Roll the bar into position so that it’s over your feet. When you look down, the bar should be directly over mid-foot.

Bend your hips back, and then bend your knees as needed, to reach down and grasp the bar with hands about twice shoulder width—arms straight. (You’ll have to play around with the grip width to see what feels most natural. The National Strength and Conditioning Association recommends starting out by measuring the distance between both elbows when your arms are held out 90 degrees from your sides and parallel to the floor—that’s the space that should be between your hands when grasping the bar.)

Draw your shoulders down so your traps are stretched, not shrugged. Think about crushing an orange in your armpits so you feel your lats tense.

Take a deep breath into your belly, and draw your ribs down so they’re closer to your pelvis—brace your core as if you were about to get punched in the stomach.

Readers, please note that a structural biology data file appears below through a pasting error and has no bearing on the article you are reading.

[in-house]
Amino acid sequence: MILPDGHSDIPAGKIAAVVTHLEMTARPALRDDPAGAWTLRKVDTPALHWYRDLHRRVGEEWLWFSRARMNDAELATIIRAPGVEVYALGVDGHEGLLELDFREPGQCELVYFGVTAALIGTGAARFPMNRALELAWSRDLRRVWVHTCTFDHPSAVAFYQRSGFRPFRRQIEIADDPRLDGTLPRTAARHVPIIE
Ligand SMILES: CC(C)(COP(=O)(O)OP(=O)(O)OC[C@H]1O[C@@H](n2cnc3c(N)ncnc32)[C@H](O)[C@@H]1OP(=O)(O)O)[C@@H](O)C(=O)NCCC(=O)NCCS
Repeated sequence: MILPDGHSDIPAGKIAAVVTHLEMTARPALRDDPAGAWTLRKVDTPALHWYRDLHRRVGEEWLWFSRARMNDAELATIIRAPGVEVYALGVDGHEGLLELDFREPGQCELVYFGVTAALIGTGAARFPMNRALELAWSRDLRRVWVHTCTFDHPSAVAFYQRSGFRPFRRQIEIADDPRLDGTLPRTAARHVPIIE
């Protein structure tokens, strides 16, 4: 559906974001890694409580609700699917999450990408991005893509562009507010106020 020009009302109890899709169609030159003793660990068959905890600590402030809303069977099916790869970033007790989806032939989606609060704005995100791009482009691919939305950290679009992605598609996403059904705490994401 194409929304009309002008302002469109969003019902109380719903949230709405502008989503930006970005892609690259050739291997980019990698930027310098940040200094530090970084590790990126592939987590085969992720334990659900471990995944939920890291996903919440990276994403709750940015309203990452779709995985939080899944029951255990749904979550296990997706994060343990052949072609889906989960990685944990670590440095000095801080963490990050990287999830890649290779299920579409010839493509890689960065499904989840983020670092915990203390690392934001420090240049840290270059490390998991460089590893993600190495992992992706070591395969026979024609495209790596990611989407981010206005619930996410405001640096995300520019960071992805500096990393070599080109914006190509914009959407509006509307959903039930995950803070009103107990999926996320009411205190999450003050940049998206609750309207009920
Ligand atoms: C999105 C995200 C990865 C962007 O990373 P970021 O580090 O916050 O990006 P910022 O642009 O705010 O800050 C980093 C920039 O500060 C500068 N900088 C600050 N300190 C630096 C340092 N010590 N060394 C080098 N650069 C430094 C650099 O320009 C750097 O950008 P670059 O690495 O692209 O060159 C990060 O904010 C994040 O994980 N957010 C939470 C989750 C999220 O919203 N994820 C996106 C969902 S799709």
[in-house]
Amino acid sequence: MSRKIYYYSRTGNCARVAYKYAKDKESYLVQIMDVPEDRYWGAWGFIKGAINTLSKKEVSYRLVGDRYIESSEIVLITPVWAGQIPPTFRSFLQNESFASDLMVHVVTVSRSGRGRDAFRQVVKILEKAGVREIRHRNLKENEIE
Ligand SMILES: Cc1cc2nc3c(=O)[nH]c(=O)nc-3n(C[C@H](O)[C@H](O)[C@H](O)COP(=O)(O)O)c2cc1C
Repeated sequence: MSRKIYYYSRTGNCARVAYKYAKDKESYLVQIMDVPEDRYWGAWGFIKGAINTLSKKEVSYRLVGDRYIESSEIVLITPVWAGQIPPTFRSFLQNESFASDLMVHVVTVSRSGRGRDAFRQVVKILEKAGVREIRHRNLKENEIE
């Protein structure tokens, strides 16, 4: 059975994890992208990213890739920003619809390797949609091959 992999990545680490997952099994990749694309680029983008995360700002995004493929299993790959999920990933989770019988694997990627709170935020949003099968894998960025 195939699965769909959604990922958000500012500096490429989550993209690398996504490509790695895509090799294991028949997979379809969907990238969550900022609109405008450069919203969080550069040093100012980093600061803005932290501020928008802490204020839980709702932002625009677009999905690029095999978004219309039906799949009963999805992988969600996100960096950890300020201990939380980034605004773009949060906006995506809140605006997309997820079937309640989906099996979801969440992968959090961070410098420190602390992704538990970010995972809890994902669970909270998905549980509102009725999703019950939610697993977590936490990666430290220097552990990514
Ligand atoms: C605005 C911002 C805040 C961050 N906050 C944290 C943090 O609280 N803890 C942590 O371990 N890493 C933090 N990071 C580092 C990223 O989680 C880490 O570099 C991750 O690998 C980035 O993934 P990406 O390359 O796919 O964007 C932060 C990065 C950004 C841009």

Your chest should point forward—so anyone standing in front of you could see the logo on your T-shirt—but your back shouldn’t be excessively arched. Aim to create a long, straight line from your head to your butt.

Draw your head back as if making a double chin. Your shoulders should be directly over the bar or slightly in front of it. If you have a friend nearby, ask him/her to check on this.

KEY POINT: Get into a position that makes you think of how you’d load up your hips to jump up in the air. Make sure your head, spine, and pelvis make a long, straight line, so your lower back is flat (not rounded forward). Get your body tight. Imagine it as a coiled spring ready to be released.